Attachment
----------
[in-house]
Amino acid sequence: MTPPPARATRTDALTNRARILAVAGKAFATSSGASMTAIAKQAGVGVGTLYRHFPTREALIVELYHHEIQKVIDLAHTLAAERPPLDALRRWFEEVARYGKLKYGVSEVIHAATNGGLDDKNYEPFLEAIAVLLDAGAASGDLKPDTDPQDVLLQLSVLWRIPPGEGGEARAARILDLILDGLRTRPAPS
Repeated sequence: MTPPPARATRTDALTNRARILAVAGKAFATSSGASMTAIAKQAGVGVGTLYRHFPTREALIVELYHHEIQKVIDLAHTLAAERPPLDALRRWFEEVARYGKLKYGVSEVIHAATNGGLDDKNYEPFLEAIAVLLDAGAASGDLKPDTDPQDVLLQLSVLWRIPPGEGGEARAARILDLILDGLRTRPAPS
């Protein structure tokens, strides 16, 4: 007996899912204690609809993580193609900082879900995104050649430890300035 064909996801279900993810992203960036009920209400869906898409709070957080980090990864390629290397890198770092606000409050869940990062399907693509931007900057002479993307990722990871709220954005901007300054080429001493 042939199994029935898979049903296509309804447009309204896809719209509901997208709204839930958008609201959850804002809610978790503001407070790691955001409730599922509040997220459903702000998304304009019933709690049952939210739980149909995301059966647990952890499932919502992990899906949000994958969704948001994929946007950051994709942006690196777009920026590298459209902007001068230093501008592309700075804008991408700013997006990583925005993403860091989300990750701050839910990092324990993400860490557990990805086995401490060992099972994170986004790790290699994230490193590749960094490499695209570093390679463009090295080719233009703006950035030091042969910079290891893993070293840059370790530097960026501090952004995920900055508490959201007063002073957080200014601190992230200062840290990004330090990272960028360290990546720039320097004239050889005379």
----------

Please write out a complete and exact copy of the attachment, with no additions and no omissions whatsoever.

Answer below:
[in-house]
Amino acid sequence: MTPPPARATRTDALTNRARILAVAGKAFATSSGASMTAIAKQAGVGVGTLYRHFPTREALIVELYHHEIQKVIDLAHTLAAERPPLDALRRWFEEVARYGKLKYGVSEVIHAATNGGLDDKNYEPFLEAIAVLLDAGAASGDLKPDTDPQDVLLQLSVLWRIPPGEGGEARAARILDLILDGLRTRPAPS
Repeated sequence: MTPPPARATRTDALTNRARILAVAGKAFATSSGASMTAIAKQAGVGVGTLYRHFPTREALIVELYHHEIQKVIDLAHTLAAERPPLDALRRWFEEVARYGKLKYGVSEVIHAATNGGLDDKNYEPFLEAIAVLLDAGAASGDLKPDTDPQDVLLQLSVLWRIPPGEGGEARAARILDLILDGLRTRPAPS
């Protein structure tokens, strides 16, 4: 007996899912204690609809993580193609900082879900995104050649430890300035 064909996801279900993810992203960036009920209400869906898409709070957080980090990864390629290397890198770092606000409050869940990062399907693509931007900057002479993307990722990871709220954005901007300054080429001493 042939199994029935898979049903296509309804447009309204896809719209509901997208709204839930958008609201959850804002809610978790503001407070790691955001409730599922509040997220459903702000998304304009019933709690049952939210739980149909995301059966647990952890499932919502992990899906949000994958969704948001994929946007950051994709942006690196777009920026590298459209902007001068230093501008592309700075804008991408700013997006990583925005993403860091989300990750701050839910990092324990993400860490557990990805086995401490060992099972994170986004790790290699994230490193590749960094490499695209570093390679463009090295080719233009703006950035030091042969910079290891893993070293840059370790530097960026501090952004995920900055508490959201007063002073957080200014601190992230200062840290990004330090990272960028360290990546720039320097004239050889005379």